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Creating a LinkedIn Strategy for Your New Magazine

LinkedIn can be a highly effective tool for disseminating your content and growing your subscriber base. But, as with all social media, writes Amanda MacArthur, you first need to come up with a strategy and a plan… and then you need to follow it through.

By Amanda MacArthur

LinkedIn is one of the most underutilised social networks that magazine publishers have at their disposal, and sometimes for good reason. If you're a consumer magazine, what business do you have on a business-to-business (B2B) social network anyway, right?

Well, you might argue that everyone is a consumer, so even a B2B network like LinkedIn can be used to market a consumer magazine or digital subscription product.

That's certainly true, but when choosing where to focus your effort, you may find that Facebook is best for general consumers; Twitter is best for tech, marketing, and general consumer (in that order); and LinkedIn users are typically professionals in the mindset of either job hunting, making sales, or networking for one or the other. If you keep that in mind before marketing on LinkedIn, then you'll be more successful in getting your content shared.

To confirm, a study last year by the Content Marketing Institute showed 94% of B2B marketers use LinkedIn to distribute content, and 63% of B2B marketers agree that LinkedIn is the most effective social media marketing channel for them.

Why People Share Content on LinkedIn

Before you can develop a LinkedIn strategy, get familiar with why people use the network and the psychology behind why they share what they do. There's one common thread on social networks when it comes to sharing: nobody shares what they don't want people to see. Therefore, if someone is going to share your content, it's because they feel it says something about themselves when published on their LinkedIn news feed.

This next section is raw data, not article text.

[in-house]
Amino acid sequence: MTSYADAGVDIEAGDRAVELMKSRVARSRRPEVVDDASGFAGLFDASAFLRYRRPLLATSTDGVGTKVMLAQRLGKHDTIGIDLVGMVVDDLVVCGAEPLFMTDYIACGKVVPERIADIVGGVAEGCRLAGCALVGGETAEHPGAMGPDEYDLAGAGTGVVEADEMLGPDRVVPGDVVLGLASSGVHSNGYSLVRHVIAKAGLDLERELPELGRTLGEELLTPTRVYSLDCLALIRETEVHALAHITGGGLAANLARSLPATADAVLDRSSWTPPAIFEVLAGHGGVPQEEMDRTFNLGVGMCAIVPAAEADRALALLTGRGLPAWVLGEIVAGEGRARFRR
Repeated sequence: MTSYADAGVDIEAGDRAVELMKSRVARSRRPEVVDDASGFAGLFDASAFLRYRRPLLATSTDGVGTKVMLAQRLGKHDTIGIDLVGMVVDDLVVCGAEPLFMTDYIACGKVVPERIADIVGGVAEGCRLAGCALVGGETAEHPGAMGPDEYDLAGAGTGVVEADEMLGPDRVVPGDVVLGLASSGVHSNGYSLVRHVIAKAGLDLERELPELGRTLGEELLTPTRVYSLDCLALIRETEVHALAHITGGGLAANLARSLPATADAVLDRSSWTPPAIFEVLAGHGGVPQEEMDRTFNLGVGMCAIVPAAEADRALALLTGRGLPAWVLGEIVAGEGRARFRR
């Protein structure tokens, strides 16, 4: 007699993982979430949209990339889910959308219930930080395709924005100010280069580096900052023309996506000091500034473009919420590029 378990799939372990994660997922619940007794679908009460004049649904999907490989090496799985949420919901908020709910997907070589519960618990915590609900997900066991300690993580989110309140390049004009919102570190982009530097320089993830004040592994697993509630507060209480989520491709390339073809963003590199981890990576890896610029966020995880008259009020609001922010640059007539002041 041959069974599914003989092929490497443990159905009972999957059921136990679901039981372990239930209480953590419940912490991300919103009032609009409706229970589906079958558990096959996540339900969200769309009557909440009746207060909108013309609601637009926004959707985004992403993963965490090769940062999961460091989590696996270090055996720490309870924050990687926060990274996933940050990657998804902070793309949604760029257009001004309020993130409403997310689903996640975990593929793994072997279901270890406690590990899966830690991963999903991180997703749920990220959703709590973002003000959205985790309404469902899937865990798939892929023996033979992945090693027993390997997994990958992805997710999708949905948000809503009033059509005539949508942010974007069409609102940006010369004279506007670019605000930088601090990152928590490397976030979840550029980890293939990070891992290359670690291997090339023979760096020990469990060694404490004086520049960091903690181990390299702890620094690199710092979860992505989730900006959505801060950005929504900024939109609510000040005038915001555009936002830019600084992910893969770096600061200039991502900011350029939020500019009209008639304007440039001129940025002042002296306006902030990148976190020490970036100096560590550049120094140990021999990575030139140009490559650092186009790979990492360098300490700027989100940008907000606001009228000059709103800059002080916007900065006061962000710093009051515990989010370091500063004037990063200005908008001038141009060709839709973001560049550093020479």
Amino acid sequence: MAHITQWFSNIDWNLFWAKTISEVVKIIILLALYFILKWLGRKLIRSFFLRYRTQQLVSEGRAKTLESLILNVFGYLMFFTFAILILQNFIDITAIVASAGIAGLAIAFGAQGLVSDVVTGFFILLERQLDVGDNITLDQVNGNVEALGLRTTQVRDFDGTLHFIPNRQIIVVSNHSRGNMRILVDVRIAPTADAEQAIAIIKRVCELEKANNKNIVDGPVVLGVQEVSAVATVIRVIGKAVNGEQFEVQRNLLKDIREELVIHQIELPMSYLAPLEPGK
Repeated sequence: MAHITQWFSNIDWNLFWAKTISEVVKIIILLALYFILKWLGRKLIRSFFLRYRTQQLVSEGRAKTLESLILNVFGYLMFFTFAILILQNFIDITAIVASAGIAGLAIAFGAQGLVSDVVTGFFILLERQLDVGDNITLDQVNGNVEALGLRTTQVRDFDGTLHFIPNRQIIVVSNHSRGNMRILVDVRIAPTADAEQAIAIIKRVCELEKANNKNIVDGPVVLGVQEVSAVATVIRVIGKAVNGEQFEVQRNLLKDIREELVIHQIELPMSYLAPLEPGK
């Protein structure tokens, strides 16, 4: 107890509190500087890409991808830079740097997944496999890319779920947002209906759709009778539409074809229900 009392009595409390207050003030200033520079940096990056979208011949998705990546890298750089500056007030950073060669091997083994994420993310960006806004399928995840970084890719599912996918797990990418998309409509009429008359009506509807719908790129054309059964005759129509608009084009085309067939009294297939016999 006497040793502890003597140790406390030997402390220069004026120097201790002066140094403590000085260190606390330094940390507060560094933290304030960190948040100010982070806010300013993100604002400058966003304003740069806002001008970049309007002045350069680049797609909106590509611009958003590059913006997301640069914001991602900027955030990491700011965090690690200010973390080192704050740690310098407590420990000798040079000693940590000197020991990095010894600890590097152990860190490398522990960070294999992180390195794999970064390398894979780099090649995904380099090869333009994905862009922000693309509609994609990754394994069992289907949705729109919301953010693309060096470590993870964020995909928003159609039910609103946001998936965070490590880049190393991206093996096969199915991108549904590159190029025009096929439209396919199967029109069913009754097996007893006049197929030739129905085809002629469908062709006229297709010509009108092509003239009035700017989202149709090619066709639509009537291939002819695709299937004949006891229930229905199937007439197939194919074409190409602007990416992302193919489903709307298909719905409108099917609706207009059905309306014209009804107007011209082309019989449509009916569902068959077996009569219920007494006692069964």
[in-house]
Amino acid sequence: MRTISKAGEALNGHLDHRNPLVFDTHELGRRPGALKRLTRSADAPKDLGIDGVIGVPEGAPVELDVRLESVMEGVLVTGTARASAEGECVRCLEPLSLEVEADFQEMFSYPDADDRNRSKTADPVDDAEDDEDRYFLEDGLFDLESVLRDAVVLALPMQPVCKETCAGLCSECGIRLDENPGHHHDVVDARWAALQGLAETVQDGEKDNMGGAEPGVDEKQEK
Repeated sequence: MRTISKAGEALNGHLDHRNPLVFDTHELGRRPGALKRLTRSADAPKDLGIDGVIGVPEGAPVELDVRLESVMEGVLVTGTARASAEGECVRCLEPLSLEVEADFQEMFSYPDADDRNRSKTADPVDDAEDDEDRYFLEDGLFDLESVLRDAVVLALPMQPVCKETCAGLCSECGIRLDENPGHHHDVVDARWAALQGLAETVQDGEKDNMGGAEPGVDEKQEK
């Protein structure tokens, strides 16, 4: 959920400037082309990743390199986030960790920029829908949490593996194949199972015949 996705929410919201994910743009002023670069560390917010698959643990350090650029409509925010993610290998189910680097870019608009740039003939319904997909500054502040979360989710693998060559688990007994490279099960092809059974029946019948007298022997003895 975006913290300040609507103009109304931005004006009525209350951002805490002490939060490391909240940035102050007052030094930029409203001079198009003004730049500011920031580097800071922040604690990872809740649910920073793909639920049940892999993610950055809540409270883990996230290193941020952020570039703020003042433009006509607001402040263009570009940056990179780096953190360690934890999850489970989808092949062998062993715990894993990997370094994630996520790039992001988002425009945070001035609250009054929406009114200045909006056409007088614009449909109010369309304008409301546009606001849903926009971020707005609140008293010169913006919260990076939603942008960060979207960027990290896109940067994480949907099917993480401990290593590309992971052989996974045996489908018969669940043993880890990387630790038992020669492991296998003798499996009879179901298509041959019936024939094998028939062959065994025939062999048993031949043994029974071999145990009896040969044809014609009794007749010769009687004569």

Professionals may share individual articles as a show of thought leadership, even though they are not the authors of the articles. This can be helpful for people who are job hunting and also for those who have sales leads in their network.

The published articles that will get the most shares on LinkedIn include:

* Articles based on analysis, numbers, and stats that show new findings or research.

* Articles that are long, 3500 - 4500 words, as a happy medium, according to research performed by KissMetrics.

* Articles that present a clear problem and explain how to fix it, typically job-related, such as how to do your job better, how to make your company more money, or how to improve your business in other ways.

* Articles on marketing, productivity, and entrepreneurship.

You may find that the articles that get the most clicks are those on how to get hired, do your job better, or get a raise, whereas the articles that promote thought leadership will get more shares.

How to Share Content that Gets Shared on LinkedIn

Although you might think of Facebook as being a personal social network, LinkedIn is even more of a closed system because most interaction is based on personal profiles. Although LinkedIn has brand pages, they're not as attractive or usable as Facebook pages. On the plus side, there are several different ways to publish content and reach your network:


If you can get your editorial staff in on the jig, that is where you'll see most traffic for your content. Since LinkedIn revolves around your personal network, every time a writer shares her own content, it gets shared with everyone in her network. Staff members may be hesitant to share marketing messages on their personal profiles, so you may need to reserve those promotions for your business page or write them in an advertorial style, using an article to sell the product, whether it's a subscription, a new handbook, a membership website, or an event.


LinkedIn has gone back and forth on the functionality and purpose of a business page, but at the time of this writing, it allows you to use a business page as a portal that explains what your publishing organisation is, who works there (based on who says you are their employer), and what you publish.


Within your business page, you can also create showcase pages, where you would create one for every magazine your organisation publishes. These showcase pages would be managed by the audience development team for each magazine. Think of it as a fan page for your magazine. Your main business page highlights your organisation, but your showcase pages highlight your product and give you your own newsfeed for each product. LinkedIn users can follow each of those publications individually.

If you only have one magazine, where it would not make sense to create a separate showcase page, you could use showcase pages for different topic categories. Alternatively, if you have a regular contributor list, you could create showcase pages for each of your main contributors and publish their articles on those pages.